And, for that same site, below is the workforce allocation for each occupation. The units now are not arbitrary and actually correspond to a number of individuals (fractional values are taken to mean that an individual only performs the given labour for a fraction of the year).

Workforce allocation for each occupation

Note that all of these graphs are relatively meaningless right now since I've not set up industries and natural resources correctly yet. I'm basically just using them to ensure that the economy reaches Pareto-efficiency rather than misallocating resources and spiralling off into producing far more wheat than could ever be turned into consumable food (as was an issue I had before).

Interestingly, the economy seems to go through cyclical periods of economic instability. This is expected since it's a chaotic system. You might say that these are analogous to boom-bust cycles that we experience under modern capitalism, although in this case value rationalisation goes through a damping process that should get rid of most of that.

I just added some random seasonal variation for the supply of natural resources and as you can see the respective commodity values fluctuate accordingly to compensate for this (including for goods that are derived from natural resources).

Seasonal variation of natural resource supply

Networking Work by @xMAC94x

The new veloren_network crate was merged into the main source code by @xMAC94x this week. The merge wasn't as easy as it sounds, as there were some still errors in documentation, metrics delivery, and the implementation. Luckily these were found by @imbris and @Songtronix. Additionally, I noticed some timing behavior that occurred on PC's with less than 8 cores. It appeared in CI and was hard to track down. The code has been merged for a week now, and running tests in the background without any problems. The next step towards new networking is to actually start using it in the Veloren codebase and see how it works out.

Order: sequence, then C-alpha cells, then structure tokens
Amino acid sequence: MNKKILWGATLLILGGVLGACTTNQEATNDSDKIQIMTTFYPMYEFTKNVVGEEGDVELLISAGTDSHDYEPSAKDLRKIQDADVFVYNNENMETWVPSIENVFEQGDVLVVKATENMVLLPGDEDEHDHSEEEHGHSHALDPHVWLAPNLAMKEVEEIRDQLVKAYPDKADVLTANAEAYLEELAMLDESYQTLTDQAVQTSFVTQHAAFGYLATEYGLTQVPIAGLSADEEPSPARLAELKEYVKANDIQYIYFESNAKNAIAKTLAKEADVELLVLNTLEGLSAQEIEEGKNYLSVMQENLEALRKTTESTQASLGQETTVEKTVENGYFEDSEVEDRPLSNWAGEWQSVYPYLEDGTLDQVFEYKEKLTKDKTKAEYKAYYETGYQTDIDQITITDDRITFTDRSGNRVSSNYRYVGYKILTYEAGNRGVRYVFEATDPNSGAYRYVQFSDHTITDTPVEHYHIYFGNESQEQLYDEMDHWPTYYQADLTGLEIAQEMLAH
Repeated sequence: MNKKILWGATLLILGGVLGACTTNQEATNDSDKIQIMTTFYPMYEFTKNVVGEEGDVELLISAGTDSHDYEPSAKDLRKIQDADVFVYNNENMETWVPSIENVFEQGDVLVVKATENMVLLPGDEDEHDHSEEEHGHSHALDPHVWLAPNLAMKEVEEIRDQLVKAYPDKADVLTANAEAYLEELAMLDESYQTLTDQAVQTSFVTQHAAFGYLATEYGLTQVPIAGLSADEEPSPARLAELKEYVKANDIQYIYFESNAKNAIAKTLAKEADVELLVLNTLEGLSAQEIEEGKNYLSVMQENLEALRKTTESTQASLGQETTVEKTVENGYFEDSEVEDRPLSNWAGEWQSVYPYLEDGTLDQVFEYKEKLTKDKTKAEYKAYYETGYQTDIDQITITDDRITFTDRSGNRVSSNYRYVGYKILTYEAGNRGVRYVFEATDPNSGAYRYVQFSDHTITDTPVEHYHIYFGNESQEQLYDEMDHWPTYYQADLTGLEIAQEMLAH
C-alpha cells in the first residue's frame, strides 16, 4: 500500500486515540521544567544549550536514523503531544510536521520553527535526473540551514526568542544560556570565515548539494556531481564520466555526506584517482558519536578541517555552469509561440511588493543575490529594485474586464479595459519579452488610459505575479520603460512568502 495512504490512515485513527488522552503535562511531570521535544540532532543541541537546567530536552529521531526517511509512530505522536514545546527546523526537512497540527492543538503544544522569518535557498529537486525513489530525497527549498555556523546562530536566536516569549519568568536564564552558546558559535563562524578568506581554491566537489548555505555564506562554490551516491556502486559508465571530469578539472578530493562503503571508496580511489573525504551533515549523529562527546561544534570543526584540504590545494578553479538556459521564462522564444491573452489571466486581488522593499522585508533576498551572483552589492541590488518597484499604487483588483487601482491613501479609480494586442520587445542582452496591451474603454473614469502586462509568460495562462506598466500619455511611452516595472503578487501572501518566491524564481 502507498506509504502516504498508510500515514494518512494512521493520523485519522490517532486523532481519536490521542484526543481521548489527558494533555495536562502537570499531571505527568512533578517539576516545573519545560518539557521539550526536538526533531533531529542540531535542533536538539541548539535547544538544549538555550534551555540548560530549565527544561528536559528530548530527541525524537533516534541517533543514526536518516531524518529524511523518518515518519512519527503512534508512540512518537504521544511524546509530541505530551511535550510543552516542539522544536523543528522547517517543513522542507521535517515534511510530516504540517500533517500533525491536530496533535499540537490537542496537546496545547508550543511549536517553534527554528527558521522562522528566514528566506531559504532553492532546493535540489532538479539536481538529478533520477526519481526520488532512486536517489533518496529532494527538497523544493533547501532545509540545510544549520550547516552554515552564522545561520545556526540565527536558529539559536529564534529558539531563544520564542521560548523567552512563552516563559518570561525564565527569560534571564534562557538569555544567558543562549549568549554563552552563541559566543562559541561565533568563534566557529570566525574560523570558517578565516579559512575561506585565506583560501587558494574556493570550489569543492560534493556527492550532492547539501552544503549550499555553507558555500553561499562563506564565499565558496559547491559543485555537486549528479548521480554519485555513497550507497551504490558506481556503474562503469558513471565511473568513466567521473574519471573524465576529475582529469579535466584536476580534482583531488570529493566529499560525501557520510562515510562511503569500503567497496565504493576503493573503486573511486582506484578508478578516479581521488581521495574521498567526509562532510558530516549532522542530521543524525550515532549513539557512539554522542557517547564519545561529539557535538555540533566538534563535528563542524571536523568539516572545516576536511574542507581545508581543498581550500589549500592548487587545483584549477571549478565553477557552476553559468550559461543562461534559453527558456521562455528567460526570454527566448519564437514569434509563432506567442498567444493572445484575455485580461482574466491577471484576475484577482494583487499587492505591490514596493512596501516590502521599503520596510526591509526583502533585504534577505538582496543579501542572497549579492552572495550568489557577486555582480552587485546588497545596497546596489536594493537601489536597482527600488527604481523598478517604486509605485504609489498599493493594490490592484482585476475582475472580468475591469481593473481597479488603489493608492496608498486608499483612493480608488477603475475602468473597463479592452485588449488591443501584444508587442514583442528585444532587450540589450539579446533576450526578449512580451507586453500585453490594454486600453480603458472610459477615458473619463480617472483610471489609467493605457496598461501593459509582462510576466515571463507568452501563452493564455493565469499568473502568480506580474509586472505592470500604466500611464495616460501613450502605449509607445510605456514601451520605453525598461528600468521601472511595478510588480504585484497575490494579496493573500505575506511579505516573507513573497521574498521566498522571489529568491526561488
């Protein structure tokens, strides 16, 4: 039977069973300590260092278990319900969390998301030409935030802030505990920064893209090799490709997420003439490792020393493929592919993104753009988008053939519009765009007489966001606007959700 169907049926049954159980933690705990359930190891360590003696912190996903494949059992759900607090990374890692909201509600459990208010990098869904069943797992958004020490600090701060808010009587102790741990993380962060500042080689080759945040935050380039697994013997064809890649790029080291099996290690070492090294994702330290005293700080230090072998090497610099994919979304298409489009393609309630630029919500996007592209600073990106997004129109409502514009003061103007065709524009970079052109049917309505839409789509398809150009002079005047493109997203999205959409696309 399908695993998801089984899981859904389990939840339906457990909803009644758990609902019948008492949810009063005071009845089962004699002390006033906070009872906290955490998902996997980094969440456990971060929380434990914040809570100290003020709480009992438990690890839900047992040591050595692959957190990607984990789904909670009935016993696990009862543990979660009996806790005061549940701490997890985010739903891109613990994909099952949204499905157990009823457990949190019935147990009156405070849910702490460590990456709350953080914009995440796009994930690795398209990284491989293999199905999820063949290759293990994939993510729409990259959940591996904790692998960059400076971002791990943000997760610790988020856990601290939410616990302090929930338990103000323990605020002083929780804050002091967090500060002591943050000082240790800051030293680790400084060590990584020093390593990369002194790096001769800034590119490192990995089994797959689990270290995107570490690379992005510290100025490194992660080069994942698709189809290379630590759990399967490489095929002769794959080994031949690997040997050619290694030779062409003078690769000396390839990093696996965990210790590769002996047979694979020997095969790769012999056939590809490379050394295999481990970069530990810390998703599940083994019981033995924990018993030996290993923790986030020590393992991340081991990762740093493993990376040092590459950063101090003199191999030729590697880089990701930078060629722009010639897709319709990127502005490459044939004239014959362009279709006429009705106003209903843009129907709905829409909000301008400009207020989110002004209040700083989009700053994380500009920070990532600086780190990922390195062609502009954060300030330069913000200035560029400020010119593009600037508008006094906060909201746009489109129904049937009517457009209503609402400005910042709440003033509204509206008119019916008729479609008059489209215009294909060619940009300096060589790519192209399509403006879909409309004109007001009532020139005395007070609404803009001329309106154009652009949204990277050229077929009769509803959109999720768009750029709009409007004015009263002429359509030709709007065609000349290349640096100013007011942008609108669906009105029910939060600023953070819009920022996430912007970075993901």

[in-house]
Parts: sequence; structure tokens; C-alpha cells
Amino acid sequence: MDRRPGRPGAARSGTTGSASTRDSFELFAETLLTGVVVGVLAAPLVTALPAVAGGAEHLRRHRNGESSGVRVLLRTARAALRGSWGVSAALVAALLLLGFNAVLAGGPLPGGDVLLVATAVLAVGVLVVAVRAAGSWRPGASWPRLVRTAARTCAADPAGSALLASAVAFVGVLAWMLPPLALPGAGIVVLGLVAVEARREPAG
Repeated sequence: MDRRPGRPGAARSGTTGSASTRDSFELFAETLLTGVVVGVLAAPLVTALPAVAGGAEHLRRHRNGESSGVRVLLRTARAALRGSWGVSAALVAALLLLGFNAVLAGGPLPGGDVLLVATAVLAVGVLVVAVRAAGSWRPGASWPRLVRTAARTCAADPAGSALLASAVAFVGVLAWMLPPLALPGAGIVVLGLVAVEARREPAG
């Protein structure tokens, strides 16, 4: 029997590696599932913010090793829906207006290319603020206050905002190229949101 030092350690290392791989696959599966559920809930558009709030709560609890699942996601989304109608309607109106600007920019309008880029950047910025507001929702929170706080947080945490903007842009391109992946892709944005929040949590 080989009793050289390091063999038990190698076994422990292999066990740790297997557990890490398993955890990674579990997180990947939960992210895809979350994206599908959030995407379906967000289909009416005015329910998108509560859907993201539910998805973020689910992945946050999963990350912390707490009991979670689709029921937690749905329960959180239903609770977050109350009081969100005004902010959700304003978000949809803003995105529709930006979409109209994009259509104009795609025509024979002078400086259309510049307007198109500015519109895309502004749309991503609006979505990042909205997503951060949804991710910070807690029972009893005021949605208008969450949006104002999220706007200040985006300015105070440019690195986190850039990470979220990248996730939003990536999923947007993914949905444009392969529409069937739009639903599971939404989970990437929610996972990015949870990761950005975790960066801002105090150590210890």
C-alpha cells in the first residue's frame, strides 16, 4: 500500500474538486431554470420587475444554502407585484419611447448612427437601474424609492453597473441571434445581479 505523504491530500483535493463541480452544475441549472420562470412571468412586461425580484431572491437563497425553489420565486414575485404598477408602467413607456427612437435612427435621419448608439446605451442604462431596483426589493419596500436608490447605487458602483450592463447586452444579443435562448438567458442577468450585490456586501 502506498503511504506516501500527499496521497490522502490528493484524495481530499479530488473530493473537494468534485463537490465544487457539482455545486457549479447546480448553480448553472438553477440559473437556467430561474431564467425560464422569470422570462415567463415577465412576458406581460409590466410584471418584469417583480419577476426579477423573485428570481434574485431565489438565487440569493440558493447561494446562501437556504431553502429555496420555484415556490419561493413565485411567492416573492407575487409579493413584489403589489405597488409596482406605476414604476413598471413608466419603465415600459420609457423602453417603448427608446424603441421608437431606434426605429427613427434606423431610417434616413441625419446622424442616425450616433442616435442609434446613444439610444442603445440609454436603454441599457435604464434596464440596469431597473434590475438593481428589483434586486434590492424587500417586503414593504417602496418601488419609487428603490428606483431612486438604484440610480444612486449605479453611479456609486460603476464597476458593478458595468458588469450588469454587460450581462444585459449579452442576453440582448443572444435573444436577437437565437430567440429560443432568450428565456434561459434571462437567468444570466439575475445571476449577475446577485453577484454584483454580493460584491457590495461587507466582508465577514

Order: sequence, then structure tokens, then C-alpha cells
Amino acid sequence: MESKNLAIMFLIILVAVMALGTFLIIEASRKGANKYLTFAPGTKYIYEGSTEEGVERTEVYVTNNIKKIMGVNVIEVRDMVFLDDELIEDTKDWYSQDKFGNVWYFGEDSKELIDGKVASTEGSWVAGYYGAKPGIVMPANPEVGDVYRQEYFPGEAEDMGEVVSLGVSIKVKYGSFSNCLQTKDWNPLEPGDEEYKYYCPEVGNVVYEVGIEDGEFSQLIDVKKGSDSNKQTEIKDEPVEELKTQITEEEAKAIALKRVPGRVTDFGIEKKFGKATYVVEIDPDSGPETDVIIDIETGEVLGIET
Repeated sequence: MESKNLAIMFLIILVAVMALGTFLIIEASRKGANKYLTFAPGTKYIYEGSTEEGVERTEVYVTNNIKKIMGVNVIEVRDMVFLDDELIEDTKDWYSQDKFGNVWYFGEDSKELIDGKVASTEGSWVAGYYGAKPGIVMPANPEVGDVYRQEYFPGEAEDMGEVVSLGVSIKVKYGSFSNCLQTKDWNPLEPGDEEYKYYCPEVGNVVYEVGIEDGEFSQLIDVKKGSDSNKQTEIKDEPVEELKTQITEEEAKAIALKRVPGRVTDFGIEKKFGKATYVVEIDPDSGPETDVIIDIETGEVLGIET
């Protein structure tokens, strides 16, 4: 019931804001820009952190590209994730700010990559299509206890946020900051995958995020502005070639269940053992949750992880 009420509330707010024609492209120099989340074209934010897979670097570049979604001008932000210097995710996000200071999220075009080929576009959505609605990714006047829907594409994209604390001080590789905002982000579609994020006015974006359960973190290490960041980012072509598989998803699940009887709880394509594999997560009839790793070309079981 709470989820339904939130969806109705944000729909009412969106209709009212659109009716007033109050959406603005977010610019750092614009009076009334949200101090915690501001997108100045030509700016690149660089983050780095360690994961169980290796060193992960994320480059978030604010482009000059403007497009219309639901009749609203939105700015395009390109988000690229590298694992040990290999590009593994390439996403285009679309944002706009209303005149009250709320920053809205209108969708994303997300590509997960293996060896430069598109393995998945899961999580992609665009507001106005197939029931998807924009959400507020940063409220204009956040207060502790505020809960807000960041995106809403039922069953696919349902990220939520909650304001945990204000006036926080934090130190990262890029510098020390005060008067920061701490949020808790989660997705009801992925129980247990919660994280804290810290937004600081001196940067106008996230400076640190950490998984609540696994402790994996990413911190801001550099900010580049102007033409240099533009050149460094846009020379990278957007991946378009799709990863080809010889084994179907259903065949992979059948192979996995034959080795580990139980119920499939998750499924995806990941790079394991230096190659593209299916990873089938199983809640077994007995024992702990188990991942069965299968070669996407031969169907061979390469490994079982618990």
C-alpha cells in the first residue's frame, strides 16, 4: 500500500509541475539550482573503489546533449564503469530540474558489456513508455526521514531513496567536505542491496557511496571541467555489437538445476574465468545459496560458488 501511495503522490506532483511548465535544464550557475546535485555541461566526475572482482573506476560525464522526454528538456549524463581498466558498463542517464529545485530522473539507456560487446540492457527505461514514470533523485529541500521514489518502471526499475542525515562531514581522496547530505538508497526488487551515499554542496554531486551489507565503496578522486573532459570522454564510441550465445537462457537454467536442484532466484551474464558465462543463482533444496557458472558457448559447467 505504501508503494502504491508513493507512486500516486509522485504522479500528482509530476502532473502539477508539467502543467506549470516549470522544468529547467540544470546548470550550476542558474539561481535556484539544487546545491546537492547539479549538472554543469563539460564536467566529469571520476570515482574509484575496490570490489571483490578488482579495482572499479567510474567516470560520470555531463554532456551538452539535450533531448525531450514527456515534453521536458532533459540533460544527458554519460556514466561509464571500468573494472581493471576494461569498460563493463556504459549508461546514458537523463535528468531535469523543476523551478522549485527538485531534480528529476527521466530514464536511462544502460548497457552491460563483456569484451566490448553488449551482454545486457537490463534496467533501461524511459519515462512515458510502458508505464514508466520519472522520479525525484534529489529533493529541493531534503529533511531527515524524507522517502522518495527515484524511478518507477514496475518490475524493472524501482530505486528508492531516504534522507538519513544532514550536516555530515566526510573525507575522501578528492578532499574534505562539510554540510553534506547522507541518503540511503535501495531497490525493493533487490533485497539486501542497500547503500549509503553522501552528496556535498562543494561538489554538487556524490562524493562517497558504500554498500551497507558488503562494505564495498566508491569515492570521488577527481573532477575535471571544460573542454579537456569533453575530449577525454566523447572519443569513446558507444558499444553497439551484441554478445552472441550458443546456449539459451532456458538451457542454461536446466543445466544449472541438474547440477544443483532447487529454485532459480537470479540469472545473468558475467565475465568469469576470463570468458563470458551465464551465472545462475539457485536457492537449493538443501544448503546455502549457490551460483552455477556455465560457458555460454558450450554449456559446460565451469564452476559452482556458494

Mouflon by @Snowram

MacOS Linking Error by @xMAC94x

Recently I found a toolchain blocker that prevented building for MacOS. Usually we update our rust-toolchain once a month. Last time we tried, we ran into some errors in the MacOS pipeline as there was a linkage error. After writing a Rust bug report it seems to be finally someone who wants to fix it, so that we can upgrade again 😄

Expedited fix by the Rust team!

Compilation Improvements by @xMAC94x

Following the CI improvements from last week, this week now had a series of compilation improvements. This was mainly done by removing multiple versions of the same crate, removing unused features, or switching over to other crates which are more low level and suit our task better. As an example; until now we shipped a full-blown web-server AND web-client with veloren-voxygen. We used a web-server, build for handling hundreds of simultaneous connections to serve our metrics to a single consumer! We replaced rouille by tiny_http as our server. Also, we use a full blown web-client which was build complex tasks to make a few calls to the auth service. We replaced reqwest by ureq as our client.

The result was a reduction in 40 sec in compile time, 12% in total CPU time (across all cores) and 2 GB of cache for each runner:

Dependenciescargo build589480-19%
cargo test959791-18%
Cpu timecargo build3076s2680s-13%
cargo test6118s5351s-12.5%
Timecargo build4:454:05-12%
cargo test7:307:04-6%

A whole world to explore! See you next week!